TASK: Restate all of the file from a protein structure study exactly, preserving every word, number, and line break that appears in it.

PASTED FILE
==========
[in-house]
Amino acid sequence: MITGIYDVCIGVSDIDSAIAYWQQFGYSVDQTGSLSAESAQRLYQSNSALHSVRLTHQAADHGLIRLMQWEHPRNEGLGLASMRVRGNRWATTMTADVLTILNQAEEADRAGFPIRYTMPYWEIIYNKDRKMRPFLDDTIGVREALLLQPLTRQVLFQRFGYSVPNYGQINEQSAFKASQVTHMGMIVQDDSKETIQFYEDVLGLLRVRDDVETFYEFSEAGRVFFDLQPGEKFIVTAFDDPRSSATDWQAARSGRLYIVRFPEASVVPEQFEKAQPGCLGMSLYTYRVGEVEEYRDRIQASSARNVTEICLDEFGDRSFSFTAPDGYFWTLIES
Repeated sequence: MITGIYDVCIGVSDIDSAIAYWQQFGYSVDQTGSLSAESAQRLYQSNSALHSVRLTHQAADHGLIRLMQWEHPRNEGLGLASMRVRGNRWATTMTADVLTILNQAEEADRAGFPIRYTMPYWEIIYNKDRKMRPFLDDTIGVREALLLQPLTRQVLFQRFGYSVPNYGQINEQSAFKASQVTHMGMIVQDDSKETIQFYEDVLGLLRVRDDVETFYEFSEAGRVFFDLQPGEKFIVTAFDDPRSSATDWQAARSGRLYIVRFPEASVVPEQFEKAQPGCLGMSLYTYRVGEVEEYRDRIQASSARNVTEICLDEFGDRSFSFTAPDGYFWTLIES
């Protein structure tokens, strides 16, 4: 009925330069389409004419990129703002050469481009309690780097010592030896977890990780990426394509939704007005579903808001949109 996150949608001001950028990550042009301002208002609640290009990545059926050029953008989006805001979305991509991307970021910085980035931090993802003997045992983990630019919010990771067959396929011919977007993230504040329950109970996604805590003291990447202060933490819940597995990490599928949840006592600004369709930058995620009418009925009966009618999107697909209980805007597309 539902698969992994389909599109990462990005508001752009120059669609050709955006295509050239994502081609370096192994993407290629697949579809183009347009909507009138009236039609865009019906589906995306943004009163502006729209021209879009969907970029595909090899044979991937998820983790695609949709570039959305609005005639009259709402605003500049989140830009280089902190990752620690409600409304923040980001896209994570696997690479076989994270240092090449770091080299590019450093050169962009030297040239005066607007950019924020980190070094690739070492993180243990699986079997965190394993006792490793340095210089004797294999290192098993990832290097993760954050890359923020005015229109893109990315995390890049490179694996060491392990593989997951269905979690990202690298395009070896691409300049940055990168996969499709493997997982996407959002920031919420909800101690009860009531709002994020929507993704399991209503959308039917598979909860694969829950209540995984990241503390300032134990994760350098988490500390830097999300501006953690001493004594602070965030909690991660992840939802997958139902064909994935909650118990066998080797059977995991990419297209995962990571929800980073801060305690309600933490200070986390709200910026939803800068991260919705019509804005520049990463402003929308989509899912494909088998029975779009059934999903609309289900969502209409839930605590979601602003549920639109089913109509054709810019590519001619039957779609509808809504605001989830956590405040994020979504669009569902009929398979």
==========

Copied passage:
[in-house]
Amino acid sequence: MITGIYDVCIGVSDIDSAIAYWQQFGYSVDQTGSLSAESAQRLYQSNSALHSVRLTHQAADHGLIRLMQWEHPRNEGLGLASMRVRGNRWATTMTADVLTILNQAEEADRAGFPIRYTMPYWEIIYNKDRKMRPFLDDTIGVREALLLQPLTRQVLFQRFGYSVPNYGQINEQSAFKASQVTHMGMIVQDDSKETIQFYEDVLGLLRVRDDVETFYEFSEAGRVFFDLQPGEKFIVTAFDDPRSSATDWQAARSGRLYIVRFPEASVVPEQFEKAQPGCLGMSLYTYRVGEVEEYRDRIQASSARNVTEICLDEFGDRSFSFTAPDGYFWTLIES
Repeated sequence: MITGIYDVCIGVSDIDSAIAYWQQFGYSVDQTGSLSAESAQRLYQSNSALHSVRLTHQAADHGLIRLMQWEHPRNEGLGLASMRVRGNRWATTMTADVLTILNQAEEADRAGFPIRYTMPYWEIIYNKDRKMRPFLDDTIGVREALLLQPLTRQVLFQRFGYSVPNYGQINEQSAFKASQVTHMGMIVQDDSKETIQFYEDVLGLLRVRDDVETFYEFSEAGRVFFDLQPGEKFIVTAFDDPRSSATDWQAARSGRLYIVRFPEASVVPEQFEKAQPGCLGMSLYTYRVGEVEEYRDRIQASSARNVTEICLDEFGDRSFSFTAPDGYFWTLIES
């Protein structure tokens, strides 16, 4: 009925330069389409004419990129703002050469481009309690780097010592030896977890990780990426394509939704007005579903808001949109 996150949608001001950028990550042009301002208002609640290009990545059926050029953008989006805001979305991509991307970021910085980035931090993802003997045992983990630019919010990771067959396929011919977007993230504040329950109970996604805590003291990447202060933490819940597995990490599928949840006592600004369709930058995620009418009925009966009618999107697909209980805007597309 539902698969992994389909599109990462990005508001752009120059669609050709955006295509050239994502081609370096192994993407290629697949579809183009347009909507009138009236039609865009019906589906995306943004009163502006729209021209879009969907970029595909090899044979991937998820983790695609949709570039959305609005005639009259709402605003500049989140830009280089902190990752620690409600409304923040980001896209994570696997690479076989994270240092090449770091080299590019450093050169962009030297040239005066607007950019924020980190070094690739070492993180243990699986079997965190394993006792490793340095210089004797294999290192098993990832290097993760954050890359923020005015229109893109990315995390890049490179694996060491392990593989997951269905979690990202690298395009070896691409300049940055990168996969499709493997997982996407959002920031919420909800101690009860009531709002994020929507993704399991209503959308039917598979909860694969829950209540995984990241503390300032134990994760350098988490500390830097999300501006953690001493004594602070965030909690991660992840939802997958139902064909994935909650118990066998080797059977995991990419297209995962990571929800980073801060305690309600933490200070986390709200910026939803800068991260919705019509804005520049990463402003929308989509899912494909088998029975779009059934999903609309289900969502209409839930605590979601602003549920639109089913109509054709810019590519001619039957779609509808809504605001989830956590405040994020979504669009569902009929398979």